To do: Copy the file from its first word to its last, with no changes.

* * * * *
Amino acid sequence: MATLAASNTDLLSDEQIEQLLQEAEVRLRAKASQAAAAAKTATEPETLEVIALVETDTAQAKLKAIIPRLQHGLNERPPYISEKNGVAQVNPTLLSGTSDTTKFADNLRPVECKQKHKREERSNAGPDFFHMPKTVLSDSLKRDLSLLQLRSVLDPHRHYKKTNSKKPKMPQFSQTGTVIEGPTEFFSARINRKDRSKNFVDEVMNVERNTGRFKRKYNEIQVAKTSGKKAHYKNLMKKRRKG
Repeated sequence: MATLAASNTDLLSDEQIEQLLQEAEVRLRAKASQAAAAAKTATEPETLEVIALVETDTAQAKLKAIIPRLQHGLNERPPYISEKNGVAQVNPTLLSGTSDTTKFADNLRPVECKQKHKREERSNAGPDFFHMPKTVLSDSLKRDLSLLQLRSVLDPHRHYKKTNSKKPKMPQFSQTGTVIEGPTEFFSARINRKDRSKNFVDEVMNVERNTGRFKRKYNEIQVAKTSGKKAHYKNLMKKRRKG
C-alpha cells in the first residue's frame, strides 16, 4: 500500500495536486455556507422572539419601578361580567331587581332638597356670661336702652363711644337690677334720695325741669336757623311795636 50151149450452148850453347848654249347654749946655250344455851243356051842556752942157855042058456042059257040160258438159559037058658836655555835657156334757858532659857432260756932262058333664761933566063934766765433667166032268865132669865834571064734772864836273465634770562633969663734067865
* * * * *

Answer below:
Amino acid sequence: MATLAASNTDLLSDEQIEQLLQEAEVRLRAKASQAAAAAKTATEPETLEVIALVETDTAQAKLKAIIPRLQHGLNERPPYISEKNGVAQVNPTLLSGTSDTTKFADNLRPVECKQKHKREERSNAGPDFFHMPKTVLSDSLKRDLSLLQLRSVLDPHRHYKKTNSKKPKMPQFSQTGTVIEGPTEFFSARINRKDRSKNFVDEVMNVERNTGRFKRKYNEIQVAKTSGKKAHYKNLMKKRRKG
Repeated sequence: MATLAASNTDLLSDEQIEQLLQEAEVRLRAKASQAAAAAKTATEPETLEVIALVETDTAQAKLKAIIPRLQHGLNERPPYISEKNGVAQVNPTLLSGTSDTTKFADNLRPVECKQKHKREERSNAGPDFFHMPKTVLSDSLKRDLSLLQLRSVLDPHRHYKKTNSKKPKMPQFSQTGTVIEGPTEFFSARINRKDRSKNFVDEVMNVERNTGRFKRKYNEIQVAKTSGKKAHYKNLMKKRRKG
C-alpha cells in the first residue's frame, strides 16, 4: 500500500495536486455556507422572539419601578361580567331587581332638597356670661336702652363711644337690677334720695325741669336757623311795636 50151149450452148850453347848654249347654749946655250344455851243356051842556752942157855042058456042059257040160258438159559037058658836655555835657156334757858532659857432260756932262058333664761933566063934766765433667166032268865132669865834571064734772864836273465634770562633969663734067865